School Year Conversations for Skincare Success

School Year Conversations for Skincare Success

The first weeks surrounding the start of a new school year are a whirlwind of activity and preparation. There are supplies to buy, clubs to join, meetings and orientations to attend, and piles of papers to sign. Sports and academic calendars get added to the family calendar, and schedules fill the fridge.

In the midst of all this, it’s easy to see how healthcare conversations may get lost in the shuffle. Once the dust settles down, however, it’s a good time to fix that. Talking frankly with your kids (or their teachers) about the skin challenges they may face in the coming year will help avoid flares and irritations in the coming months.

Middle schoolers and teens

This is a good time to remind older kids about the importance of their regular skincare regimen. If there were any changes to their medications or ointments based on a pre-school physical or sports exam, ask them if they have any questions about the new protocol. If any of these medications need to be applied at school – after sports, for example – make sure they have the required authorizations to carry their medications with them on campus.

This is also a good time to have a heart-to-heart about self-esteem. If your child lives with severe eczema, they may feel embarrassed by their skin. They may even be bullied for it. Acknowledge this reality, and encourage your child to talk to you about their feelings. Let them know they’re amazing, regardless of the state of their skin.

Elementary

The start of the school year is a time of major change for elementary school kids. Each year is different from the last: new classes, new teachers, new areas of the school, new friends. This makes it an ideal time to begin to teach children to take responsibility for their skin.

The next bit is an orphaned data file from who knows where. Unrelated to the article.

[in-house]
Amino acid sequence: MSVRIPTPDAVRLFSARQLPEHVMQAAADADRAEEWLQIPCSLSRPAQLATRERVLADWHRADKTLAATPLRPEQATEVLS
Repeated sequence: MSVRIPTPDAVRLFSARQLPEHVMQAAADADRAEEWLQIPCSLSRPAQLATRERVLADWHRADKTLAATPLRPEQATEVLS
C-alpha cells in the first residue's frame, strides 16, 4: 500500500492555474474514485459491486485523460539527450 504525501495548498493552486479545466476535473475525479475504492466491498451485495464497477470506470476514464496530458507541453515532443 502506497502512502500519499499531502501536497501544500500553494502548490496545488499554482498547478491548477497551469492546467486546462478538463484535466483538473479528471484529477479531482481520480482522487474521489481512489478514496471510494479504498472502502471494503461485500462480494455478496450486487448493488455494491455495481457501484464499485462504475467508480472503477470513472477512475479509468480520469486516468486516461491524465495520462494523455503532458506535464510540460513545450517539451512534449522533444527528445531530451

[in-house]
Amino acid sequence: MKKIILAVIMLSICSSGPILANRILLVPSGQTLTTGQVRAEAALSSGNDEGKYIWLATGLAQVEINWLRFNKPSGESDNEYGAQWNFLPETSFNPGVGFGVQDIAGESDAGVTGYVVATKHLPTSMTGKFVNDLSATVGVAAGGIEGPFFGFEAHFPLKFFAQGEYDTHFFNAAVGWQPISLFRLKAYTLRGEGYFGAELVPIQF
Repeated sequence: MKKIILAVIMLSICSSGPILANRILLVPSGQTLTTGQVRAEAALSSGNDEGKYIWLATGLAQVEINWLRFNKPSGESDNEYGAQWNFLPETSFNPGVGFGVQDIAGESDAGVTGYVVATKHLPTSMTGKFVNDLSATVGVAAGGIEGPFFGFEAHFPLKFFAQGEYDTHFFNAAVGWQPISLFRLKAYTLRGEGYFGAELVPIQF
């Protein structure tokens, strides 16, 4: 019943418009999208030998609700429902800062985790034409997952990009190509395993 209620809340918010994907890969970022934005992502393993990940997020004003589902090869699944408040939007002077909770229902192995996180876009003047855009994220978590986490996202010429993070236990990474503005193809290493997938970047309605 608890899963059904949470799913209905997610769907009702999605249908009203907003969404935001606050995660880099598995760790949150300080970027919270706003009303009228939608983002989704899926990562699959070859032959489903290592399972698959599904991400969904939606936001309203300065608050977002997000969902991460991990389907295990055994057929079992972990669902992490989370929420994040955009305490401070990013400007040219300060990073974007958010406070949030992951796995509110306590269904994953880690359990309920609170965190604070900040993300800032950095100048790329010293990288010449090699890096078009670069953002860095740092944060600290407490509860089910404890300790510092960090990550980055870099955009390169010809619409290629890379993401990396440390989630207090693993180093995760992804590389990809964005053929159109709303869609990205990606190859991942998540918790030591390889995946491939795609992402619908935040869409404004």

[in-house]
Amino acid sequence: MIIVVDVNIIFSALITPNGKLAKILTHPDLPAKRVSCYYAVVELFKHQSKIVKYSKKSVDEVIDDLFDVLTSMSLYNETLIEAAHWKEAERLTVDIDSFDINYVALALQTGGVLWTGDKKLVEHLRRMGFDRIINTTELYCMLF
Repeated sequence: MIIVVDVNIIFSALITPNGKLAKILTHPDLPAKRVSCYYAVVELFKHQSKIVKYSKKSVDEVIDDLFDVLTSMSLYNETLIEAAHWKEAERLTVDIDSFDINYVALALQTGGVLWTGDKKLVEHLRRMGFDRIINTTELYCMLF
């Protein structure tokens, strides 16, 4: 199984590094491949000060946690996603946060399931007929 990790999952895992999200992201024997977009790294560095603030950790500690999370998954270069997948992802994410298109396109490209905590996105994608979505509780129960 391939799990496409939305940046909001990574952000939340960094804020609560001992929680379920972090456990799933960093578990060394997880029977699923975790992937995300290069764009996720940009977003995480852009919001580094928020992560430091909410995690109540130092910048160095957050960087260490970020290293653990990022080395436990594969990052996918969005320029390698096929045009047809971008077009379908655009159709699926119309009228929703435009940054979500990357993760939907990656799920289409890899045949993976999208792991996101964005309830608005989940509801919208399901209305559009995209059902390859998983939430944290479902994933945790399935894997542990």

Create a simple skincare regimen for your child to follow, and talk to them about the importance of following it to prevent a flare. This may be something as simple as covering their skin in a specific ointment after showering. The point is to use the time of year to help build a healthy habit that will last throughout their lives.

Preschool and daycare updates

At this age, there aren’t many back-to-school talks you need to have with your children. (As long as you’re discussing healthy skin hygiene basics like no scratching or picking.) They’re simply too little to be expected to listen, remember, and follow-through on your instructions. Instead, you’ll be updating your child’s teacher or caregiver on your child’s condition.

Helpful things to discuss

  • Environmental triggers:Triggers that should be avoided or that may cause flares. Some daycares and preschools, for example, keep animals in the room or on campus. Others play regularly in hay or sand. Many also use hand soaps, bug sprays, sunscreens, or lotions that may aggravate your child’s skin. (Tip: If this is the case, consider sending eczema-friendly products to school with your child.)
  • Medications or treatments: If treatments or medications need to be taken or applied at school this will be important to discuss. Ask if you need to include a doctor’s prescription for the medication, and make sure you include detail instructions for dosing and use.
  • Emotional and/or behavioral consequences. Some children may be embarrassed or self-conscious about their skin, especially if the dermatitis is not yet well controlled. Others may be unable to nap easily if their skin itches or hurts. Notifying your child’s care provider of these issues in advance can help reduce negative consequences and ensure the teacher is practicing empathy for your child.

 What about you? Do you have any school-year chats you have or routines you follow with your children or their teachers? What about when you were young? Did anything help set you up at the beginning of the year for skincare success?

This article represents the opinions, thoughts, and experiences of the author; none of this content has been paid for by any advertiser. The AtopicDermatitis.net team does not recommend or endorse any products or treatments discussed herein. Learn more about how we maintain editorial integrity here.

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